Monday, September 23, 2013
BLURRED LINES REDEFINED
Confession: I suffer from acute pop cultural illiteracy. And I’m pretty zealous about staying that way. But every now and then my wife or kids, exasperated at my utter cluelessness, will force me to watch or read or listen to something not hopelessly passé.
For example, I stopped following sitcoms in the early post-Seinfeld and -Frasier era. Until recently, that is, when my wife corralled me into watching The Big Bang Theory reruns; there seem to be an unlimited supply of these. And, yes, I must admit they are all addictively enjoyable. And good-spirited.
As for pop music… well, I hear way more than I want to, just driving my teenage kids around (especially rap and hip-hop). One morning last week, on the way to school, I heard and noted the sexist lyrics of the Robin Thicke samba-powered “Blurred Lines.” And that same evening I got an email from a blog reader—a woman who is head of house in a female led family (HOH in an FLF)—asking if I’d seen the video.
If not, she instructed me, check it out on Youtube, then check out a delightful feminist parody, “Defined Lines,” for which she sent me the link. I did as instructed (in keeping with Sam’s aphorism, “Life is so much better when we do as we are told by Women”).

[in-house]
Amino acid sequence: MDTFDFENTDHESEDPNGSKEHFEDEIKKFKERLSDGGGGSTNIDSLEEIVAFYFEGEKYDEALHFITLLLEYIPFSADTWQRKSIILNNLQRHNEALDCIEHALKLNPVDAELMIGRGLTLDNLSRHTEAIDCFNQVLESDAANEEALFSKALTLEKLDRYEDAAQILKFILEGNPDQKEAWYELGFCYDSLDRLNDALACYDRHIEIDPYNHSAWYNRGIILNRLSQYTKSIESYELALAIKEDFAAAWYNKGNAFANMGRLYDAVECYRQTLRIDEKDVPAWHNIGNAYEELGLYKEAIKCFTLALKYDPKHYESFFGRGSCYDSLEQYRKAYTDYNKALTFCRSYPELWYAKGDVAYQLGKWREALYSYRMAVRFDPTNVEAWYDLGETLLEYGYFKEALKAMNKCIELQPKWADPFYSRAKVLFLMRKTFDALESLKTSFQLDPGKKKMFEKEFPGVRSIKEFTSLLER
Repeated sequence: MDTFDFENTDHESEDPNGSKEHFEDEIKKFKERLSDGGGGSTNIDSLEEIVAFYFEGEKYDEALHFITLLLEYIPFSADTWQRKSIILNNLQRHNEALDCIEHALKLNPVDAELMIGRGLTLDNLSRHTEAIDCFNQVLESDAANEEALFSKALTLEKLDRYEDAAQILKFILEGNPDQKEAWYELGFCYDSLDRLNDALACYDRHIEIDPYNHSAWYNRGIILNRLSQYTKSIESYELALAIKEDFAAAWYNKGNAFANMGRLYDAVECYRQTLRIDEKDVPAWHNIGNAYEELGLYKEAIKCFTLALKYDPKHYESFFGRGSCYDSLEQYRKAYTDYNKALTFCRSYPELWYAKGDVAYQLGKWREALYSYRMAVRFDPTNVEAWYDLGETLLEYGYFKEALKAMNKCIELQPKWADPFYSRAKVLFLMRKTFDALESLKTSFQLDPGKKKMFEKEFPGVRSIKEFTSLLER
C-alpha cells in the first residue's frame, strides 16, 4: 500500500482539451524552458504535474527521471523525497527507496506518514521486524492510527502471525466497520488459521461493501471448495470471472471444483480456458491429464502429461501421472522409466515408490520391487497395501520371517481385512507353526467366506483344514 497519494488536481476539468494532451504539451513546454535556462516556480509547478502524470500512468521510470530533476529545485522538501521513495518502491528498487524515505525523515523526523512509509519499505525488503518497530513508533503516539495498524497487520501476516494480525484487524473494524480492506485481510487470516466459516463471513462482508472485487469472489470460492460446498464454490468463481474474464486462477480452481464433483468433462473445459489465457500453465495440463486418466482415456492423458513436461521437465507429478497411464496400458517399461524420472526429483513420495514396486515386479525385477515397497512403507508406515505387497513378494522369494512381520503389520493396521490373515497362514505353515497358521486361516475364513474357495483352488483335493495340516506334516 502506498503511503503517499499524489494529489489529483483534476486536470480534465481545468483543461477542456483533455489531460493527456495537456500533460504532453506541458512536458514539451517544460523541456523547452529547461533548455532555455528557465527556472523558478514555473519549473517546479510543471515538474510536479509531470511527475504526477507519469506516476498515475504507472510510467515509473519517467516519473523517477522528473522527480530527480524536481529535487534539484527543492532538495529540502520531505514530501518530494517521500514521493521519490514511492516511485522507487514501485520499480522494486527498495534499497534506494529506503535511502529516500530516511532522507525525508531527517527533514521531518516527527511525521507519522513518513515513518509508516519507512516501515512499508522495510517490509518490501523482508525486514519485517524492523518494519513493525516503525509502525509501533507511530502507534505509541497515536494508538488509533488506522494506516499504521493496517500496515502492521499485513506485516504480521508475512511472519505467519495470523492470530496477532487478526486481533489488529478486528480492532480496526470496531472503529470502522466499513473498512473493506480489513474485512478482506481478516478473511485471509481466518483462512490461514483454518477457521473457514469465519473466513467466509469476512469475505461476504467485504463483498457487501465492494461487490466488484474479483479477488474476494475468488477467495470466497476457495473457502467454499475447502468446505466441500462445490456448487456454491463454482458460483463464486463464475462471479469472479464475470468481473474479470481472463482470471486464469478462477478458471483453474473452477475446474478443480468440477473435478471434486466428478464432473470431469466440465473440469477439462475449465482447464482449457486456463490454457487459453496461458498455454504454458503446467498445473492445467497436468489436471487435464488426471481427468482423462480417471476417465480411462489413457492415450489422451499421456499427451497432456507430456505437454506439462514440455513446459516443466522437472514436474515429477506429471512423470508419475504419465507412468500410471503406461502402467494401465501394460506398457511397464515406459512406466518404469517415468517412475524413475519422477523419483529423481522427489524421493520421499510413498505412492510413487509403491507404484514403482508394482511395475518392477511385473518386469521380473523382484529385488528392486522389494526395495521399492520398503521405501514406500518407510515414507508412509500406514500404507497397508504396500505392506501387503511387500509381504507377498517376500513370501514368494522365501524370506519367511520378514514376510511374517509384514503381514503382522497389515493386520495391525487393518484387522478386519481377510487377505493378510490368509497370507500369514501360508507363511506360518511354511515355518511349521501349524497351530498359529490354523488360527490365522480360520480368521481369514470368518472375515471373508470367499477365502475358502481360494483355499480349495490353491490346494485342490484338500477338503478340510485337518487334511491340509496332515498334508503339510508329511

But let’s begin with the parody (you can find the original linked at the end of this post*): DEFINED LINES
I thought it was simply sensational, and I was tickled to learn that the lovely Kiwis who put it together all attend Auckland University Law School (on Twitter: @LawRevueGirls). I was also tickled to learn that their parody had gone viral (after initially being taken down by YouTube, then reinstated).
But only after I got around to watching the original did I understand what the girls were sending up in their saucy, sarcastic way. You can watch them talk about the genesis of their parody in this online interview from Australian TV:
By the way, for old fogies like me who have trouble tracking fast-talking girls (including my own daughter), the Law Revue Girls were considerate enough to put out a subtitled version.
* Here’s a Youtube link to the original “BlurredLines.” My sophisticated dominant female correspondent told me she isn’t bothered by the video because “the tone is playful rather than heavy-handed.” However, with a college-going daughter, I am put off by the depiction of young women as slutty mannequins. Brava! Law Revue Girls!